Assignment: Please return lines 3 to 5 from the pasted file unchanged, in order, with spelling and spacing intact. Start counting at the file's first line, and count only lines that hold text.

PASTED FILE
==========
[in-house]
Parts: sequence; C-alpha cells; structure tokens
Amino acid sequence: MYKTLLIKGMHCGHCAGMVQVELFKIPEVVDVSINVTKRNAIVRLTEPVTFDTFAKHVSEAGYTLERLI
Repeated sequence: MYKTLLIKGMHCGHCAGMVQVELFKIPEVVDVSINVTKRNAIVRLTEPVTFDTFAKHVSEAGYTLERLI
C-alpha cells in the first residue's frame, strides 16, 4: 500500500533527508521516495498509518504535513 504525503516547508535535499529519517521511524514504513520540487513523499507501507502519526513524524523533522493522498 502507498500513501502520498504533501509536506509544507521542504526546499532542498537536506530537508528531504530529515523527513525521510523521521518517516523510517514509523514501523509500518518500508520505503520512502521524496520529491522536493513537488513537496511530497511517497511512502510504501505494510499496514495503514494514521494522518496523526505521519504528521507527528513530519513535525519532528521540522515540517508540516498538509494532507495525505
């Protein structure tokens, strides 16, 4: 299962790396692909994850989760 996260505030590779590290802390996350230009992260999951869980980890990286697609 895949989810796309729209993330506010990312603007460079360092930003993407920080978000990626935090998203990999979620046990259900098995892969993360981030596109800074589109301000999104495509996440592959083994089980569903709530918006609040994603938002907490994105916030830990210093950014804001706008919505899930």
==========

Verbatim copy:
Amino acid sequence: MYKTLLIKGMHCGHCAGMVQVELFKIPEVVDVSINVTKRNAIVRLTEPVTFDTFAKHVSEAGYTLERLI
Repeated sequence: MYKTLLIKGMHCGHCAGMVQVELFKIPEVVDVSINVTKRNAIVRLTEPVTFDTFAKHVSEAGYTLERLI
C-alpha cells in the first residue's frame, strides 16, 4: 500500500533527508521516495498509518504535513 504525503516547508535535499529519517521511524514504513520540487513523499507501507502519526513524524523533522493522498 502507498500513501502520498504533501509536506509544507521542504526546499532542498537536506530537508528531504530529515523527513525521510523521521518517516523510517514509523514501523509500518518500508520505503520512502521524496520529491522536493513537488513537496511530497511517497511512502510504501505494510499496514495503514494514521494522518496523526505521519504528521507527528513530519513535525519532528521540522515540517508540516498538509494532507495525505